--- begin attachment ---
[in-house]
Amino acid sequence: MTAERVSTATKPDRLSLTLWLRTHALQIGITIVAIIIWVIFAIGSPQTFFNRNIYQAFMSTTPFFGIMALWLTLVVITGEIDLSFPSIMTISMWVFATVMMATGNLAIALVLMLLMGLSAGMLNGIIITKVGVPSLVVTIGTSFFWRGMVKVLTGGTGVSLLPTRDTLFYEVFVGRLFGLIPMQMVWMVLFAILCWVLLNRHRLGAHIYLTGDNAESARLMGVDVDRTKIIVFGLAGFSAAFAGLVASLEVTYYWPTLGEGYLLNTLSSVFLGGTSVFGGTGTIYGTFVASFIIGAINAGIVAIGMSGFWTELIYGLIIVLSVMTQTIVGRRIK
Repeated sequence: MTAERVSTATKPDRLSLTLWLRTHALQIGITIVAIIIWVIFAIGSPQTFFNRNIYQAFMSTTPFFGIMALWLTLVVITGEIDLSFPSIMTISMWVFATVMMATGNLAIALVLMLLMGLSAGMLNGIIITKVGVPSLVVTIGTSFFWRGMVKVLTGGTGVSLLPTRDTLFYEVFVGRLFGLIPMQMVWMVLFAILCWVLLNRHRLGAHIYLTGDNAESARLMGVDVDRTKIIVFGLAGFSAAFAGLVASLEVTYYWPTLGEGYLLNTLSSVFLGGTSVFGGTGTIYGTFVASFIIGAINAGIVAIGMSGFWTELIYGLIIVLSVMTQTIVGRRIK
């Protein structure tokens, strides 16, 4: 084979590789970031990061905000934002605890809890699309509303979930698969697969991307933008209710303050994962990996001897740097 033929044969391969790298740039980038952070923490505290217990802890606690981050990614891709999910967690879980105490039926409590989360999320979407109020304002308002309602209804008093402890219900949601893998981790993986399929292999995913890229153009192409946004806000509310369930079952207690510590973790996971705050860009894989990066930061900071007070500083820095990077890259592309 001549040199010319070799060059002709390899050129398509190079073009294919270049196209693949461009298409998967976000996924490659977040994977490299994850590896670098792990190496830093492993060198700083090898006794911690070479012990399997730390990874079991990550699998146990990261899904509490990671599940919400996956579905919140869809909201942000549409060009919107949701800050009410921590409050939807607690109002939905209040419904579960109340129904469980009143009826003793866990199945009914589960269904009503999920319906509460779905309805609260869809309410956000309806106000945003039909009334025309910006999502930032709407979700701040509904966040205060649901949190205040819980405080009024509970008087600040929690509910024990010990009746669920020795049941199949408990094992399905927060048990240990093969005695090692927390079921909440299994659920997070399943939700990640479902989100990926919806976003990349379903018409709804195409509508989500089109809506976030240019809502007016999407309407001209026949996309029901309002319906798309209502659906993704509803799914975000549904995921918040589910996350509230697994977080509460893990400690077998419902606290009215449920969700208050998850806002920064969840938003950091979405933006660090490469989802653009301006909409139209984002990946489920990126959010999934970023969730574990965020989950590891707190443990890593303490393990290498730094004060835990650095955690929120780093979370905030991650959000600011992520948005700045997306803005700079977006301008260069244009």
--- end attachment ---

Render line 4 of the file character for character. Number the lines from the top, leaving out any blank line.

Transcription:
């Protein structure tokens, strides 16, 4: 084979590789970031990061905000934002605890809890699309509303979930698969697969991307933008209710303050994962990996001897740097 033929044969391969790298740039980038952070923490505290217990802890606690981050990614891709999910967690879980105490039926409590989360999320979407109020304002308002309602209804008093402890219900949601893998981790993986399929292999995913890229153009192409946004806000509310369930079952207690510590973790996971705050860009894989990066930061900071007070500083820095990077890259592309 001549040199010319070799060059002709390899050129398509190079073009294919270049196209693949461009298409998967976000996924490659977040994977490299994850590896670098792990190496830093492993060198700083090898006794911690070479012990399997730390990874079991990550699998146990990261899904509490990671599940919400996956579905919140869809909201942000549409060009919107949701800050009410921590409050939807607690109002939905209040419904579960109340129904469980009143009826003793866990199945009914589960269904009503999920319906509460779905309805609260869809309410956000309806106000945003039909009334025309910006999502930032709407979700701040509904966040205060649901949190205040819980405080009024509970008087600040929690509910024990010990009746669920020795049941199949408990094992399905927060048990240990093969005695090692927390079921909440299994659920997070399943939700990640479902989100990926919806976003990349379903018409709804195409509508989500089109809506976030240019809502007016999407309407001209026949996309029901309002319906798309209502659906993704509803799914975000549904995921918040589910996350509230697994977080509460893990400690077998419902606290009215449920969700208050998850806002920064969840938003950091979405933006660090490469989802653009301006909409139209984002990946489920990126959010999934970023969730574990965020989950590891707190443990890593303490393990290498730094004060835990650095955690929120780093979370905030991650959000600011992520948005700045997306803005700079977006301008260069244009």